Irritable bowel disease (IBD) is a class of autoimmune disease including Crohn’s disease and ulcerative colitis that can cause serious damage to the gastrointestinal tract, and in recent years the disease has been on the rise. In fact, according to the CDC, as many as 1.3 million Americans have some form of IBD. But what’s behind the growing numbers?
One of the most prevalent theories about the increasing number of IBD cases is that the condition is triggered by features of Western culture, whether it’s low exposure to pathogens, particularly features of industrialization, or common dietary habits. What we do know is that the condition is much more common in developed countries than in other parts of the world – and the disease seems to follow wherever Western habits go.
Crohn’s disease and other forms of IBD decidedly have a genetic component and many people with the condition have a close relative with the condition, but it’s not a simple on/off switch. Rather, there are over 200 genes implicated in such conditions, and environmental triggers seem to determine who is most vulnerable.
One infection that’s been linked to IBD, as well as several other conditions such as multiple sclerosis and lupus is the Epstein-Barr virus, the virus that causes mononucleosis. This virus seems to prime the body’s immune system and trigger an ongoing autoimmune response that causes the body to attack the GI system.
It’s also possible that overuse of antibiotics is a culprit in the growing number of IBD cases. When we take antibiotics, the medication doesn’t just kill harmful bacteria – it can wipe out beneficial gut flora as well. Though probiotics and fermented foods can help restore some of those vital bacteria, this disruption can cause ongoing gastrointestinal distress and may make the GI system more vulnerable to autoimmune attacks.
An Immune Reboot
If both genetics and infection play a role in Crohn’s and other forms of IBD, meaningful treatment may require a kind of immune reboot that will prevent the body from attacking itself, which is why some patients are turning to stem cell therapy to treat Crohn’s disease. By injecting patients with stem cells, the goal is to retrain the immune system so that it doesn’t attack the patient, but behaves normally, attacking only foreign invaders.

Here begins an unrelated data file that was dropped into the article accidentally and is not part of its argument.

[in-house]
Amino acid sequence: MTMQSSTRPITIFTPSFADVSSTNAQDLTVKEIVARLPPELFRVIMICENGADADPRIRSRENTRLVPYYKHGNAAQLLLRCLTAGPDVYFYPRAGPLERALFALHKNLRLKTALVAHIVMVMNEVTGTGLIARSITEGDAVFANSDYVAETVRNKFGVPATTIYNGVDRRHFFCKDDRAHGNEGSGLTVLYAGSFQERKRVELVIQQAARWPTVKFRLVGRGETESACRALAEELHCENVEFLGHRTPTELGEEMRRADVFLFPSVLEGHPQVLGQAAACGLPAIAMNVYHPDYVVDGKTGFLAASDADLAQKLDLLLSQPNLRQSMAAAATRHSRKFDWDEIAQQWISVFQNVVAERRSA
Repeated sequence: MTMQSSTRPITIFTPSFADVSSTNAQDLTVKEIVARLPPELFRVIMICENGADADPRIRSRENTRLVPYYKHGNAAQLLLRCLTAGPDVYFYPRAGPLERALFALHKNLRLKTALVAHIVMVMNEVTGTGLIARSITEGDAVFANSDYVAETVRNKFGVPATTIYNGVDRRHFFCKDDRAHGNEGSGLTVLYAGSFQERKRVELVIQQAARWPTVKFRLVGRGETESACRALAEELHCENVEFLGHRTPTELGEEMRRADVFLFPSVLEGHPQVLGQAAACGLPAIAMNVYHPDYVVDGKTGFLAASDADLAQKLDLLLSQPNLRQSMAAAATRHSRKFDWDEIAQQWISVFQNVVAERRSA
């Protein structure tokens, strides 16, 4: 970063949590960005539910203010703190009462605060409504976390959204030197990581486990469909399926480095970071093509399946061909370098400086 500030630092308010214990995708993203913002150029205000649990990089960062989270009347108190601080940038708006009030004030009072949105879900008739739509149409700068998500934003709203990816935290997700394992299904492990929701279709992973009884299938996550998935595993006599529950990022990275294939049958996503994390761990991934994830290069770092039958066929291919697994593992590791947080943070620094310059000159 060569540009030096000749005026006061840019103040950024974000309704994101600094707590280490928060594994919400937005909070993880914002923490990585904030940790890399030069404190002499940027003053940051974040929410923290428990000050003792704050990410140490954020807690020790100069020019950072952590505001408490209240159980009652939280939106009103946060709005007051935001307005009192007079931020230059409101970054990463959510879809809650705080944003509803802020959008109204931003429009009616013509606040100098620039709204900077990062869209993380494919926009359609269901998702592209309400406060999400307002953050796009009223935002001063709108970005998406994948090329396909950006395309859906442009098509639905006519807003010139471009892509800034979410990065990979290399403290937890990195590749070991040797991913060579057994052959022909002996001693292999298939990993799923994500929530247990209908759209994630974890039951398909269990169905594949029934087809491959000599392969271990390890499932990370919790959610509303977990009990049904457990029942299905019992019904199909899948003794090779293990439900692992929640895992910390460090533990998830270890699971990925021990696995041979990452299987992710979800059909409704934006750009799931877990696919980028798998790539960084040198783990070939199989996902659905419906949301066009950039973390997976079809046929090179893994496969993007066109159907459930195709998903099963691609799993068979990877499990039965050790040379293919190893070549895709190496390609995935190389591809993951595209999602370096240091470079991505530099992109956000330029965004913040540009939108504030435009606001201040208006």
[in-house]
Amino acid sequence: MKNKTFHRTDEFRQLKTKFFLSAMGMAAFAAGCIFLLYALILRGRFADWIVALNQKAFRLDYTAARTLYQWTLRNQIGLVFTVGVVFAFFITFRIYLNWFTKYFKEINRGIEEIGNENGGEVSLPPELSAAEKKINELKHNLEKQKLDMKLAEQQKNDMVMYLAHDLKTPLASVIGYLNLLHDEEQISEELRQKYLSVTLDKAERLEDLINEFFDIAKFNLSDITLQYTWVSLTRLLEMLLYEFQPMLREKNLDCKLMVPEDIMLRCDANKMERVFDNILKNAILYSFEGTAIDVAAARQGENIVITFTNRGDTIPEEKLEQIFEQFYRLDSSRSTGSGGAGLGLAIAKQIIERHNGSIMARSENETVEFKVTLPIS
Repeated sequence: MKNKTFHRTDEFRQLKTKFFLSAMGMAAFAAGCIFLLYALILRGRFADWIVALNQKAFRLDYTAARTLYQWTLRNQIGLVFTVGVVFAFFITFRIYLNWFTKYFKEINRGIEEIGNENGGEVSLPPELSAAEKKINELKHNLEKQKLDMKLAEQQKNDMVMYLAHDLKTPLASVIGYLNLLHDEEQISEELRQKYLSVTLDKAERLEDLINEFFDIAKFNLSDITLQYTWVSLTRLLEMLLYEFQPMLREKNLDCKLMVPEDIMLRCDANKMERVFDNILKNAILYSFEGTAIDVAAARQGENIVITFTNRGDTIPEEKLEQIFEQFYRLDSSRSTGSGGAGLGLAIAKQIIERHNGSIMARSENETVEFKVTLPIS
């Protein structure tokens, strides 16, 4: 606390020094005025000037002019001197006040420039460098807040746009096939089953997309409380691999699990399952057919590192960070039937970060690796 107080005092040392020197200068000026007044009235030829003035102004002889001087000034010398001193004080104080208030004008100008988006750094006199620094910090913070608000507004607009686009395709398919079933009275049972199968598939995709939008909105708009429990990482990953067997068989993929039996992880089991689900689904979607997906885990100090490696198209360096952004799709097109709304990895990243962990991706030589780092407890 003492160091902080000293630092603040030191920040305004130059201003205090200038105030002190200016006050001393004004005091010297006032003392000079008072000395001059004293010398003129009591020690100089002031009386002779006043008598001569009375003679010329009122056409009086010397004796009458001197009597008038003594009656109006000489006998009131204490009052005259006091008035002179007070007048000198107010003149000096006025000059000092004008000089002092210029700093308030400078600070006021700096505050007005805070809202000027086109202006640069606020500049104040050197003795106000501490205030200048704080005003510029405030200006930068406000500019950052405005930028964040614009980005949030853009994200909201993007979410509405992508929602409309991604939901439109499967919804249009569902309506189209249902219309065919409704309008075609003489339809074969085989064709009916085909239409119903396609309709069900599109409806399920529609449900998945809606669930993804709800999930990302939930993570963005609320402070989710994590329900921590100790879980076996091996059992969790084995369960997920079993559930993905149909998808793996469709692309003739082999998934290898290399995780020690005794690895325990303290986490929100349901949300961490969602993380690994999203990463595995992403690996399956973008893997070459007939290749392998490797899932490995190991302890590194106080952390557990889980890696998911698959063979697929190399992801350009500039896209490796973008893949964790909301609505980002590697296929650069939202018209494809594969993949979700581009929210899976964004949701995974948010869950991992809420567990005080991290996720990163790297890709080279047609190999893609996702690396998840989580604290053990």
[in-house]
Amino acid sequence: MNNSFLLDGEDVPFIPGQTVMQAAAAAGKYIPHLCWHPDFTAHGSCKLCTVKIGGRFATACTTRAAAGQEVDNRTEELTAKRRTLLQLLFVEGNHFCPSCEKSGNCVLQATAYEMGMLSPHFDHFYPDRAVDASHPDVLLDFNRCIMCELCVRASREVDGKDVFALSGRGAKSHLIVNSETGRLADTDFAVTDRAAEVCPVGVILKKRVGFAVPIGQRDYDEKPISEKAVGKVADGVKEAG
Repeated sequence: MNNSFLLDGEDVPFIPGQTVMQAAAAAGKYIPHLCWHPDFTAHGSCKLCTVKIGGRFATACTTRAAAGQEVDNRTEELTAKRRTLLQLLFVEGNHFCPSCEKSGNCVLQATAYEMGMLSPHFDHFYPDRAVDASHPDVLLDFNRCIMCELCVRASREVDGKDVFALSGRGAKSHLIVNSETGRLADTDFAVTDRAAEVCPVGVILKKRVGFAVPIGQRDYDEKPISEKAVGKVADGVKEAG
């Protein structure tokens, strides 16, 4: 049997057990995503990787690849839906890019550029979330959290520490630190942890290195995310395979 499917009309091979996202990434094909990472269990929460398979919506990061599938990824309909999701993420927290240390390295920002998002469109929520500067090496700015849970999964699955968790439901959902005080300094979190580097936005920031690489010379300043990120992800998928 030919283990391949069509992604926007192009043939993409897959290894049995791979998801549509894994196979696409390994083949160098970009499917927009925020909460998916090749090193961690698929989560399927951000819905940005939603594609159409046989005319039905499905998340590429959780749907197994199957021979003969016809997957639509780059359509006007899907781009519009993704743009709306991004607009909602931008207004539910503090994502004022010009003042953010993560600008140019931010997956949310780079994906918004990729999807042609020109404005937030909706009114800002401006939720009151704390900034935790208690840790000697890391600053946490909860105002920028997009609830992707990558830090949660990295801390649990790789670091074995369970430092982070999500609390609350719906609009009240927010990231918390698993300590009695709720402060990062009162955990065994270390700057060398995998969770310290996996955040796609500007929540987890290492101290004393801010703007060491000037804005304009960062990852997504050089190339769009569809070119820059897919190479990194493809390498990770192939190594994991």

For most patients, the promise of stem cell therapy – and in the future, possibly some form of gene therapy – is an ideal alternative to other available treatment options. For example, some IBD patients may eventually require an ileostomy, in which part of the intestines are placed through a hole in the abdominal wall and then connected to the bag, as the intestine no longer functions properly. Others need part of the intestine removed due to severe damage, and many rely on steroids, anti-inflammatory medications, or regular infusions of immunosuppressant drugs to prevent further damage to the GI system.
Autoimmunity And Remission
Crohn’s disease is a chronic illness, but it isn’t always symptomatic. With treatment and management, many patients can experience remission of symptoms over the course of their lifetime, with intermittent flares. In fact, at any given time, about 50% of Crohn’s patients are in remission or have only mild symptoms and only 11% have chronically active disease.
What can we learn from those patients who experience a high degree of disease remission? In many cases, these patients follow strict protocols to minimize stress, avoid infection and antibiotic use, and eat a careful diet using a food diary to identify potential trigger foods. Overall, though, what these behaviors have in common is that they are all calibrated to protect intestinal flora balance and avoid anything that can put the immune system on high alert.
Finally, it’s important for doctors to recognize that there are multiple kinds of remission in Crohn’s disease, and to draw meaningful conclusions, studies will need to differentiate between surgical remission, histologic remission, deep healing, and biochemical remission. We don’t yet know if patients with the longest remission periods, for example, all share a particular kind of remission, compared to those with shorter periods of symptom relief.
IBD is just one of many autoimmune diseases on the rise in the United States and Europe, including type 1 diabetes, rheumatoid arthritis, and Hashimoto’s, and everything from infection to vitamin D deficiency have been implicated. Until we get to the root cause, however, we’re facing a growing epidemic and rising healthcare costs. We can’t afford to let this crisis go unaddressed.